It is surprising how few visitors pay any attention to this vision of the Orient lying before their eyes whenever they issue from the hotel gates to visit the town. are all on the ground, where the gigantic caravanserai stands at the top of the granite terraces built by Nature down to the Nile, of the same red granite of Assuan, which was the favourite material of the Ancient Egyptians for their monuments. The peculiarity of these rocks and boulders is that they are as round and dark as hippopotami. Every advantage has been taken of natural features in laying out the terraces from the hotel to the water; even the little harbour is natural. Where the shore is level tennis-courts have been laid out, and a pretty tropical garden, in which poinsettias and daturas and parkinsonias and palms mingle with lilies and roses, behind a thick hedge of banana trees. In this garde large tropical birds like the crested curassow have been introduced, to give the effect of a natural Zoo; and the hoopooes and bee-eaters flash about all day. The hoopooe's note is like our cuckoo's, but the scents are heavy and unfamiliar.

The Cataract Hotel seems to exist for the sunset; the delightful loggia at the back of it, with its lofty columns and gay Arab embroideries, is a sort of temple of the sunset, for here people gather, after the riding and sailing and golfing of the day, to take a late tea and wait for the sun

set. Sunset from that loggia is a thing never to be forgotten. The sun sets behind the island of Elephantine and the Nile. Was there ever a river so delightfully broken and varied ? On the right it narrows into a steep gorge, still faced with the masonry of the Roman quay round the Nileometer on that island of rick palm groves. Between the quay and the palm groves are crowds of Arabs in pale blue galabeahs, laying bare the city of the Pharaohs which Herodotus knew. In front the river widens into a lake full of black, rounded rocks, which look like amphibious monsters of the world before the flood. The rocks grow black and the mirror-like expanse of water turns to the grey of polished steel as the sun sinks, while the golden sands of the farther bank wax purple or brown. To the left the river narrows again and its waters are churned by the cataract.

The odd craft which ply on it lend an extraordinary charm. They shoot into view very suddenly as they emerge from the cataracts, and the apparition of the regular Assuan boat, which I have above compared to a Roman galley, takes us back to the days of Cleopatra. Her antique form, her picturesque lines, her brilliant colours, her oars falling in unison, her bellying square-sail all enchain the eye, and then, suddenly, she puts about with a shiver of her sail, and runs into the little port of the hotel.

As you sit in the loggia above the river, the black trading gyassas, with their snowy sails crossing each other like wings, look enormous, and their strange cargoes assume the oddest outlines. The strangest of all, perhaps, are the smaller boats which ply between Assuan and the island to fetch the labourers from the excavation. They always look worn out; they always look overladen with the black and white and blue figures.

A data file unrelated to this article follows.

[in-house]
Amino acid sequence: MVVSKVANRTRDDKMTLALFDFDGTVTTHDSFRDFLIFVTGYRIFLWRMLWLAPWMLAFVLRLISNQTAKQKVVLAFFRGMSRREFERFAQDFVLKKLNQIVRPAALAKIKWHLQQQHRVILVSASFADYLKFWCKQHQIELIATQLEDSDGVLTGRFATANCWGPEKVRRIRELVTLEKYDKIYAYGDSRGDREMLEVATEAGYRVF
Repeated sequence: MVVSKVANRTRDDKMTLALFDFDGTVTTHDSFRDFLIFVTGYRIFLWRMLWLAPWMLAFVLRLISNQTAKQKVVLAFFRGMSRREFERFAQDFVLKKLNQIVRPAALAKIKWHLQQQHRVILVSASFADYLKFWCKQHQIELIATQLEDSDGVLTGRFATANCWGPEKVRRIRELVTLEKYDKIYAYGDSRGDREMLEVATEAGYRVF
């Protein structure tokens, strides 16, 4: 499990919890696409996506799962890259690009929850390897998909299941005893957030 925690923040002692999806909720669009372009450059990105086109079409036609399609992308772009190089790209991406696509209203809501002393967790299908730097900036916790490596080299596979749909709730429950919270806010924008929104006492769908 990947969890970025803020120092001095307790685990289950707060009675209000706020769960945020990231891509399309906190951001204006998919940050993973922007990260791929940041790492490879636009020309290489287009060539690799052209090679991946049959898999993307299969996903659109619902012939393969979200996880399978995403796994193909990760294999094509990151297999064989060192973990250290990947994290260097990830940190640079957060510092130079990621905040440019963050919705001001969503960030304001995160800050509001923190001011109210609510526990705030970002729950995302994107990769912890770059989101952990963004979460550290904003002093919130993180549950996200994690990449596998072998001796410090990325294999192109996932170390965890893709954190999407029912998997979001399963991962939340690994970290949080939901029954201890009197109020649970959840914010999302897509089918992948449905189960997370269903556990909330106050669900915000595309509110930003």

Tea in the loggia of the hotel is like tea at Ranelagh or Hurlingham. People make parties for it. But what a transformation scene has taken place! Here the servants look as if they belong to the Arabian Nights with their long white gowns and scarlet tarbooshes, and the whole loggia is filled with the magic light of Egypt; and as you look over its

balustrade you see spread out before you fantastic rocks, and tropical gardens, and the Nile flooded with gold from the sky.

Assuan and Luxor, which ought to be called Thebes, are far older cities than Cairo. I suppose there is no city in Egypt, except perhaps Medinet-Fayum, which has been a centre of population so continuously from the days of the Pharaohs. Alexandria is the merest parvenu compared to them, and Heliopolis and Memphis are no more. Syene, the classical Assuan, was never a large city like Thebes, but, standing at the foot of the last cataract, it has always been one of the principal ports of the Nile, and always been the frontier fortress of Egypt proper. You have only to look at its immense mediæval Arab cemetery to know of its importance in the forgotten centuries.

Assuan is at present in its infancy, in spite of its vast antiquity; I mean by this that it is only visited by comparatively few and comparatively wealthy people, who go to it as one of the world's most delightful winter cities. As a sightseeing place it is undeveloped. Until Mr. Weigall's book comes out there is no guide-book which treats it adequately. Half of its antiquities are not even mentioned. The resident English have not gone into the subject deeply ; its dragomans are more than usually ignorant of the locality; if you ask them to take you to anything except the Nilometer, or the Dam, or Philæ, or the quarries, or Lord Grenfell's tombs, they stare at you.

The tombs, which Lord Grenfell, a former Sirdar of Egypt, had excavated, are called by the natives his tombs. Historically, as will be seen in the chapter on Elephantine, they are of the highest importance, and from the point of view of picturesqueness they are well worth the trouble entailed by visiting them, which is enhanced by the fact that you are always made to visit them at eight o'clock in the morning, when the sun shines right into them. You have to sail round Elephantine to get to them, because they are on the west shore, and they stand high up on a steep, sandy bluff. The reader will not thank me for describing them. They are